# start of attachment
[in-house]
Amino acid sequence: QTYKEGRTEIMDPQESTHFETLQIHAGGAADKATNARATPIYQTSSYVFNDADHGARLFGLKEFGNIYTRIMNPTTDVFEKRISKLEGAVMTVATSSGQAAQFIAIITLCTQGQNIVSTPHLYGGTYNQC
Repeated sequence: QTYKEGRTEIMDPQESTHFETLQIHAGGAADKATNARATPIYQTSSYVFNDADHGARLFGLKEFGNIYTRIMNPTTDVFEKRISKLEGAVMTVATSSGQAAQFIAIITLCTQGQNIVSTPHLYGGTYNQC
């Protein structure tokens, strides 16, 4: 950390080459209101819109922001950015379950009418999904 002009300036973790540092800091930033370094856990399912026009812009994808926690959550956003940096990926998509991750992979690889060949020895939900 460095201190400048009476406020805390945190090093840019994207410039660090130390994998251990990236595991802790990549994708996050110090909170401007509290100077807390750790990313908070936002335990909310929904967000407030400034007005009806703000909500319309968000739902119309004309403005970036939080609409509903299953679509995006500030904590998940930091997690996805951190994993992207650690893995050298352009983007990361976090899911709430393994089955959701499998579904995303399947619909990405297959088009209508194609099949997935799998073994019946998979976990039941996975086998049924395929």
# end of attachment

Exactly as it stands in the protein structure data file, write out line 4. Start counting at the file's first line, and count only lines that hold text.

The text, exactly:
């Protein structure tokens, strides 16, 4: 950390080459209101819109922001950015379950009418999904 002009300036973790540092800091930033370094856990399912026009812009994808926690959550956003940096990926998509991750992979690889060949020895939900 460095201190400048009476406020805390945190090093840019994207410039660090130390994998251990990236595991802790990549994708996050110090909170401007509290100077807390750790990313908070936002335990909310929904967000407030400034007005009806703000909500319309968000739902119309004309403005970036939080609409509903299953679509995006500030904590998940930091997690996805951190994993992207650690893995050298352009983007990361976090899911709430393994089955959701499998579904995303399947619909990405297959088009209508194609099949997935799998073994019946998979976990039941996975086998049924395929």